For the minority of Cubans who are within it, the blogosphere provides a space to exchange ideas. And there were plenty prompts for discussion this week, with the Castro brothers holding the first Congress of its Communist party since 1997 (it is supposed to be every five years) and announcing term limits for leadership on the island.
Me subo a la azotea para ver la coreografía de la guerra en toda su extensión. Mal van las cosas si el congreso del PCC comienza con esta procesión de bayonetas. Si realmente se quisiera dar una imagen de reformas, no serían estos uniformes de verde olivo los que se exhibirían en la jornada del sábado 16 de abril. ¡Cuánto desearíamos que ocurriera ese día una peregrinación de resultados, no de miedos!
El Yuma was also there, and wrote:
As is usual in these massive demonstrations of revolutionary and nationalistic pride, state workers were bussed into the city center starting well before dawn, with delegations representing many workplaces, municipalities, schools and universities. Turnout was extensive as Cubans from many walks of life demonstrated their commitment to the revolution, reaffirming its socialist orientation, even with (or perhaps because of) the looming implementation of massive layoffs in the state sector and concomitant fear of losing one's job.
New leadership announced
The march transitioned into the party meeting, where speeches were made and new policies, including shifts in leadership, discussed. The biggest announcement at the Congress may have been that term limits are to be imposed on the Cuban political system.
But, as Uncommon Sense points out, term limits presuppose free and fair elections. The blogger suggests that by announcing them, Raul Castro manages to imply that these are in store, when there's actually no reason to assume this to be the case. After all,
Raúl Castro's pronouncement today belies the fact that his term, and that of his brother, long ago expired.
Along with the term limits announcement came a shift in the leadership of the party, including an attempt to bring in some youth. But, as Babalu Blog points out, the supposed “young guns” ushered into the party at this week's Congress aren't so young at all.
And Yoani Sanchez expressed [es] general skepticism of the Congress and any changes it may bring:
También desternillarse puede resultar una medicina preventiva para evitar las decepciones que sobrevendrán. Quizás por esa razón, cada vez que pregunto a alguien acerca de las posibles reformas que brotarán del sexto congreso del PCC, me responde con una risita, con un “jijiji” de tono irónico. Acto seguido se encojeencoge de hombros y suelta una frase como “bueno, no hay que hacerse ilusiones… va y a lo mejor autorizan comprar casas y autos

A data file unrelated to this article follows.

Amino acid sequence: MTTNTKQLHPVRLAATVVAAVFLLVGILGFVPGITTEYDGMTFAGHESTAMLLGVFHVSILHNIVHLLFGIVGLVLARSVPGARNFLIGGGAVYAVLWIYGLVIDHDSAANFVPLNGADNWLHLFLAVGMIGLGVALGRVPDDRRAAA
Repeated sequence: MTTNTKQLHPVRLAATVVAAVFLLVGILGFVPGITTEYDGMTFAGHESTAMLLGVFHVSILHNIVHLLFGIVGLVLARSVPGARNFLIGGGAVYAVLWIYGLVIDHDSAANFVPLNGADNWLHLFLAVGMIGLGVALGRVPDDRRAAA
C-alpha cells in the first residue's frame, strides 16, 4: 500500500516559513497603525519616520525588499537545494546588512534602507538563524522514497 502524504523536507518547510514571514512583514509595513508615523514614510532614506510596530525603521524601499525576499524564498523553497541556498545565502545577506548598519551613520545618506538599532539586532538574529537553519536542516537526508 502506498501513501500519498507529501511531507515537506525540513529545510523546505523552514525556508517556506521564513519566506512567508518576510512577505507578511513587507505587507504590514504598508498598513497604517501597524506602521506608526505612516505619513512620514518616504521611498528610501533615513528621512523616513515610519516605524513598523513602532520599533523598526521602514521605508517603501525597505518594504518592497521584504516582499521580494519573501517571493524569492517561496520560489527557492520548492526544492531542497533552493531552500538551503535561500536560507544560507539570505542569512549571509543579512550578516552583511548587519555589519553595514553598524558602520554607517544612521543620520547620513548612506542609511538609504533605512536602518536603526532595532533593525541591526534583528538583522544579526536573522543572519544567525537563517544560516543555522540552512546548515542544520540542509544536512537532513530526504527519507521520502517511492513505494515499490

Moving employment from the public to the private sector
Just as much skepticism has been directed at shifts to the Cuban economy as at the more recent term limits announcment. 1 Click 2 Cuba writes:
Mr. Castro’s proposals may be the most significant changes here since businesses were nationalized in 1968, though it is clear that he and his aides are struggling to set a course that will not be seen as a failure of socialism.
That sentiment was in clear view at Tomas Estrada Palma‘s blog (based in the US):
In summation amigos – please don't allow yourselves to be exploited by the globalista's in this manner. Raul is selling you out right now and I just want you to understand this. You will receive a bit more at first but in the long run this economic model is not sustainable. The more wealth you create the more that will be stolen from you. Wouldn't you rather be free and simply own your own time, body and the fruits of your own labor?
Even those who aren't on the defense of socialism seem wary. An opinion piece in the online magazine Diario de Cuba [es] gets at the details of the tack towards encouraging entrepreneurship (the other big reform recently announced), and why it has rightfully elicited doubt:
Cifras oficiales pronostican que en 2015 el 50% de los cubanos trabajará en el sector privado. Esto significa que la mitad de la población activa se dedicará a los pocos oficios autorizados…Despreocupado de una amenaza así, el Partido Comunista de Cuba parece solamente interesado en la gobernabilidad de un país de lechugas y paladares.
Disillusionment sparks street protests?
Uncommon Sense notes that, in the wake of the Congress, people may be more emboldened and/or motivated to take to the streets.
Four Cuban women, using [Rosa Parks’] name as their banner, took to the streets to demand their rights and to demand their freedom [es]…the women, members of the Rosa Parks Feminist Movement for Civil Rights — marched through Santa Clara shouting slogans like, “The streets belong to the people!” “Down with the Castros!” and “We don't want hunger, we want freedom!”…
Those women were reportedly followed by a mob of Castro supporters, while activist Sarah Martha Fonseca, was taken out of her home by a mob on Monday [es] allegedly for putting a sign up in front of her house which read “Down with the Communist Party.”